Friday, September 23, 2016

The Politics of Motherhood

Amidst all the different kinds of politics that exist in our society, there is one distinct category of politics which is never really probed into- mom politics. I really don't know if any kind of literature exists on this, but my two years of motherhood, and being acquainted with many different kinds of mothers, have given me a strange insight into this phenomenon.

What exactly is mom politics? It is essentially moms trying to engage in a game of one-upmanship, passing judgements on the kind of mother the other person is, and often trying to force their parenting styles on the other. I am a part of several moms groups on Facebook, which exist for the purpose of connecting different mothers, and providing a forum for discussion and seeking advice. To put mildly, in my humble opinion, it is nothing but a platform for mothers to pass heavy judgements, often engaging in severe arguments. Don't get me wrong, they can be really helpful too- I got the details of my son's current pediatrician from one of these groups. But apart from a few instances, these groups are no less than an online battlefield.

When does this politics really begin, in the lifespan of a mother? Based on my personal experiences, I am 100% sure that this has an evolutionary basis. It must be something which is passed on in our collective unconscious (Jungian psychology at its best). This conclusion is purely on the basis of my personal experiences, but I am sure everyone has a similar tale to tell.

I had a fairly uneventful pregnancy (save a manic case of morning sickness and nausea which lasted about 5 months) and since I was pretty physically active during those days, I always assumed I would have a normal delivery, to the extent that I never bothered to read or gather any information regarding C-Sections. Cut to the date my son was born- due to abnormal BP levels, my doctors advised me to go for an emergency C-sec. On hearing this, I started howling at the hospital, and told my mother how my BP wasn't my fault and I don't know why this has to happen to me. Looking back, I see that a strange sense of guilt had overpowered me at that time, and I felt the need to justify that I had to opt for an "unnatural" method of delivering my child. To end this story, I had a very uneventful surgery, and my baby and I emerged absolutely healthy from the episode. What is the politics here you might ask? It is in the brouhaha that followed, from all kinds of people, women predominantly who heard that I had a C-Sec. The essence of the reactions was essentially "Oh my god- what sacrilege!". It is absolutely amusing that these reactions are evoked even today, when I discuss the story of my son's birth. The C-Sec moms sympathize and the natural delivery moms just smirk. I can almost hear them gloat. I appreciate women who have delivered their children naturally, I really do. Labour pain is something which I can only imagine, and I also know that the healing process for the mother is much easier and faster- it is called natural for a reason. But just because you didn't have a health issue, and were able to deliver naturally, really doesn't make you any kind of an expert in what I should or shouldn't have done to ensure that I didn't go for a C-Sec. And in the end, it really doesn't matter. I am healthy, my child is healthy, and that is all that is important.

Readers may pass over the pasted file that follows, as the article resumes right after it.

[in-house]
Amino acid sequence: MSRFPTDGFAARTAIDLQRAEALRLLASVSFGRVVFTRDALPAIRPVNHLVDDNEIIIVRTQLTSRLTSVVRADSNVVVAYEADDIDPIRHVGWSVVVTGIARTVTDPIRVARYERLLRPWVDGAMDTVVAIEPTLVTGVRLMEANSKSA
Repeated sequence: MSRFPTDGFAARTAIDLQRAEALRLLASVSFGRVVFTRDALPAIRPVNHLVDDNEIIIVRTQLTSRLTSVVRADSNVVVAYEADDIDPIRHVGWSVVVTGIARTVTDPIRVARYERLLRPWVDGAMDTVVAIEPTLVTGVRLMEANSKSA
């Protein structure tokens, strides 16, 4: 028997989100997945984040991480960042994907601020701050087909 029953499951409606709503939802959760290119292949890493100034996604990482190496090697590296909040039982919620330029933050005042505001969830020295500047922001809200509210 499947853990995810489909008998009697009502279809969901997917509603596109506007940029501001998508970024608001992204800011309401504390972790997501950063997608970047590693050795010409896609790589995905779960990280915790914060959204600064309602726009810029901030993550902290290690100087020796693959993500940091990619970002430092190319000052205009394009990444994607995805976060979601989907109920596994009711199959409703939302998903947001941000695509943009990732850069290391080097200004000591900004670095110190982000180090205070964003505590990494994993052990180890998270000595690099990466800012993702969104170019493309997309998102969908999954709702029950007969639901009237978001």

A similar story regarding breastfeeding. Since I had a C-Sec, I had a harrowing time with the process of breastfeeding initially, because apparently in such cases it takes upto 72 hours for the body to understand that the child has been born and milk production needs to begin. So those initial days were terrible- because mothers around me expected me to be a natural, and I wasn't. It took me about a week to really get into the groove and I am really proud of the fact that my son was breastfed till 10 months, and he weaned himself off. It was also possible because my doctors were awesome, my mother and my husband were absolute rockstars in terms of providing me with the support which is required. As easy and natural as the whole process seems, you need an excellent support system to really nail the thing. But that is besides the point. The point is, that some mothers are not able to breastfeed, or just don't want to. And there is absolutely no reason for the world to make them feel inferior. An acquaintance of mine called me within a month of childbirth (she had delivered her baby around the same time) and I remember she asking me what formula milk I use. I told her I breastfeed and she, very honestly, told me that she is not able to. I remember asking her twice, very forcefully I might add, "But why? It's tough at first but you need to persist". And she repeatedly said she couldn't. I am sure she hated me at that time, for not being empathetic. On my part, I feel I said that because I had heard a similar thing from another new mother, and was very influenced by her entire rant on how I MUST breastfeed. And I somehow probably felt that because I was following it, everyone else should, and could, as well. (One tight slap to me-from-2014.)